The school year started on or about September 2, 2007. At the very start of the year or within a few days of the start, Wistrom told aides Million and Bohr to write or document in a notebook kept in Wistrom's desk, anything Grievant did that they felt was inappropriate, not necessary, or our of the ordinary. Wistrom did not tell them why she wanted them to do this. Wistrom had not worked with Grievant before.

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Million began to make occasional notations, the first being September 4th. She later reported the first incident to Wistrom which concerned Grievant having sung "Tinkle, Tinkle little star" while Grievant and Million were helping a child use the restroom. Million did not interpret that to be mean spirited, but "just found it not appropriate, more fun, trying to ease him maybe." Wistrom instructed Million to continue writing her observations. Million had written two other notations for that day. One concerned "Hurring (sic) through lifts ­ not counting". The other was Grievant having put her arms on two students' shoulders and saying "you guys are my favorites". Wistrom did talk to Grievant about the tinkle matter and Grievant did not do that again.

Grievant has, and sometimes uses a loud voice in front of the students. Some of those occasions concerned individual student matters. This caused concern of Wistrom and Boher about Grievant violating student confidentiality. Wistrom does have occasional discussions with the aides while in the classroom about some individual student matters which conversations are not private and while students are present. Wistrom testified that she spoke with Grievant about confidentiality. Wistrom also testified that she is aware that the District has a policy on confidentiality, and that she did not review that with Grievant.

Million them became uncomfortable writing in the notebook, stopped writing, and would tell Wistrom about things she had seen or heard. Wistrom told her she needed to write that in the book. Million wrote a few occasional entries in the book and again stopped writing. Million made entries on September 11th, September 21st, and October 10th. Wistrom also began writing in the notebook on September 13th and on October 4th. There is no indication in the record that Wistrom or anyone else ever told Grievant that they were keeping notes about her, prior to her being suspended and terminated.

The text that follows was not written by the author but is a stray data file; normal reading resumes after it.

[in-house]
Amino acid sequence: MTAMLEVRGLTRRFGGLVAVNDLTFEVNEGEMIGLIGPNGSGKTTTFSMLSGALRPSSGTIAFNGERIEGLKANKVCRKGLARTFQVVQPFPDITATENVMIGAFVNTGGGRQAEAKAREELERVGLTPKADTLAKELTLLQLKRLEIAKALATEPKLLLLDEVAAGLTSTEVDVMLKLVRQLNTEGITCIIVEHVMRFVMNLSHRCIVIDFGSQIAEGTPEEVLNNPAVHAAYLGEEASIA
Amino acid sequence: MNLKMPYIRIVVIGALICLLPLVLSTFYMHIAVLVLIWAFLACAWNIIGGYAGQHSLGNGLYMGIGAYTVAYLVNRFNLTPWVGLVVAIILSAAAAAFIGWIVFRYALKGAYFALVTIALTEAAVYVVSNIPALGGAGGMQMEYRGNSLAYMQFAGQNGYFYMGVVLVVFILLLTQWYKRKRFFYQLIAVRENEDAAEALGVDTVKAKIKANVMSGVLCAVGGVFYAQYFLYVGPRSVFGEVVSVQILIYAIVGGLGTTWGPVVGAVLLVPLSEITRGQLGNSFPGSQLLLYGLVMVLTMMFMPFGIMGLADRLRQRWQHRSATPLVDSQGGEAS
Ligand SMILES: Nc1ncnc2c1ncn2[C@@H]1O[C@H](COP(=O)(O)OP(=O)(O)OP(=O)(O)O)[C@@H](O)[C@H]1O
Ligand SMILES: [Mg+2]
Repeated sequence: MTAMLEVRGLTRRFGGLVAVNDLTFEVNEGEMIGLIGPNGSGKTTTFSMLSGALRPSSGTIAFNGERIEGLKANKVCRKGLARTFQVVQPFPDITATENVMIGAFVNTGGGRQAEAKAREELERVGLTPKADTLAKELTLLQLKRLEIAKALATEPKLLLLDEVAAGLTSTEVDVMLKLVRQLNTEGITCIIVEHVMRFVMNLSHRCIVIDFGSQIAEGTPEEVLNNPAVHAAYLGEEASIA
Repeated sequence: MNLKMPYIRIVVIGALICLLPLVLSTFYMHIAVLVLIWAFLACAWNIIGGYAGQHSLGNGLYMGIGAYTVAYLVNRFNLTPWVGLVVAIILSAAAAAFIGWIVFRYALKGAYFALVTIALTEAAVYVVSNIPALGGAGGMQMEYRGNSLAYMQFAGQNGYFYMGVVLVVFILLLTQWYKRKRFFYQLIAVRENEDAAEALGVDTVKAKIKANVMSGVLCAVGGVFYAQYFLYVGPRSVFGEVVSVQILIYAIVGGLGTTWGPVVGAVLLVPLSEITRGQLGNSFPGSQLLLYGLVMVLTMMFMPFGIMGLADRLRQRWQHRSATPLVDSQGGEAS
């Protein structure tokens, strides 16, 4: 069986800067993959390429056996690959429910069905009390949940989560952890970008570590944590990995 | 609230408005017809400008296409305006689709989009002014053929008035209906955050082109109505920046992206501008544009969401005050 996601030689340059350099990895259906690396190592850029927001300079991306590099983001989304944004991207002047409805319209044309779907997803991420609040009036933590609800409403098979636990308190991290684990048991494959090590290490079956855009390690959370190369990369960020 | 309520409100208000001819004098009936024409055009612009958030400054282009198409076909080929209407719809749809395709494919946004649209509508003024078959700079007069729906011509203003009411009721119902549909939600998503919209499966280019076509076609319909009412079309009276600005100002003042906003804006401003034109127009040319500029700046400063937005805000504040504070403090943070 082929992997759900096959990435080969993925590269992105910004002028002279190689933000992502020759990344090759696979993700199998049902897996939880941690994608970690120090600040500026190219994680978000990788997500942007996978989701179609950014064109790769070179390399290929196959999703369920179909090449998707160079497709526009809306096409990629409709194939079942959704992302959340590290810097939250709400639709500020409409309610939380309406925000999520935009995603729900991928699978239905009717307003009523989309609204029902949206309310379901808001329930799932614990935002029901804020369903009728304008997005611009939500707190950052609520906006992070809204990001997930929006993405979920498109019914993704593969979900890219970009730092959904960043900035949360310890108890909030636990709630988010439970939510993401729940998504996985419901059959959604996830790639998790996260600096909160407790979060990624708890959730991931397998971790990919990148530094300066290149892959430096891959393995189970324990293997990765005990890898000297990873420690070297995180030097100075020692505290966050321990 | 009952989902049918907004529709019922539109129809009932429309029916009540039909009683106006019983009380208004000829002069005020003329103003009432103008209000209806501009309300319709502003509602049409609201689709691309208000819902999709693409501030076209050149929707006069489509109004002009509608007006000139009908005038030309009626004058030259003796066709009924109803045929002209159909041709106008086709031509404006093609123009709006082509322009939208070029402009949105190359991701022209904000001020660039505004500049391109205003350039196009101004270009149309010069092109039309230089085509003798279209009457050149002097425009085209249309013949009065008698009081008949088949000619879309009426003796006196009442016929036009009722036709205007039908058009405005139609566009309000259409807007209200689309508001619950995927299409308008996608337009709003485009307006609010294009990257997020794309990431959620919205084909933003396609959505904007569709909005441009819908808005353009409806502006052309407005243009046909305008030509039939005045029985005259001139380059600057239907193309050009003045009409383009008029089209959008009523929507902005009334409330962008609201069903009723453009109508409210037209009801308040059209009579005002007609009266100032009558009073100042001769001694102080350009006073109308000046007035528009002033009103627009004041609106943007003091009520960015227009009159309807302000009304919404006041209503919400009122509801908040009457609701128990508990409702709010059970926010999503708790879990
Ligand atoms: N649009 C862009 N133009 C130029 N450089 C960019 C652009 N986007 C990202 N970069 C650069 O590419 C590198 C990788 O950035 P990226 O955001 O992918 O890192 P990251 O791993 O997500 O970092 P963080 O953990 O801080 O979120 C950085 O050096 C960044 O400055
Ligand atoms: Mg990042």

Towards the end of September Wistrom began to feel that she was losing control of her classroom. In October she felt like she was losing control of the students: "We were not accomplishing what I thought was a reasonable amount of stuff to be accomplishing. The students were starting to withdraw from everything. . . . I was starting to feel very stressed because I couldn't get a grasp on the students as well as the staff." She approached the Principal, Steve Pophal, and told him she was having trouble with her aides. Pophal told her to write up a list of concerns that she had and turn that in to him. There is no indication in the record that Wistrom told Pophal that she had already been keeping notes about Grievant and had instructed Million and Bohr to keep notes about Grievant. Near the end of October or beginning of November Wistrom wrote down lists of concerns she had about Grievant and Million. None are dated. There were approximate 14 entries for Grievant concerning the same and similar matters to those in the note book. She later typed them. They are grouped generally under matters of "confidentiality" and "very demeaning to students." In summary, confidentiality matters were: discussing a student's menstrual cycle; a different student's hygiene; and, issues that may come up about any of the students. The demeaning topics included: the tinkle matter; declaring some students favorites in front of others; being hard on students to the point of tears; yelling at kids; snaps at them; not giving them space to be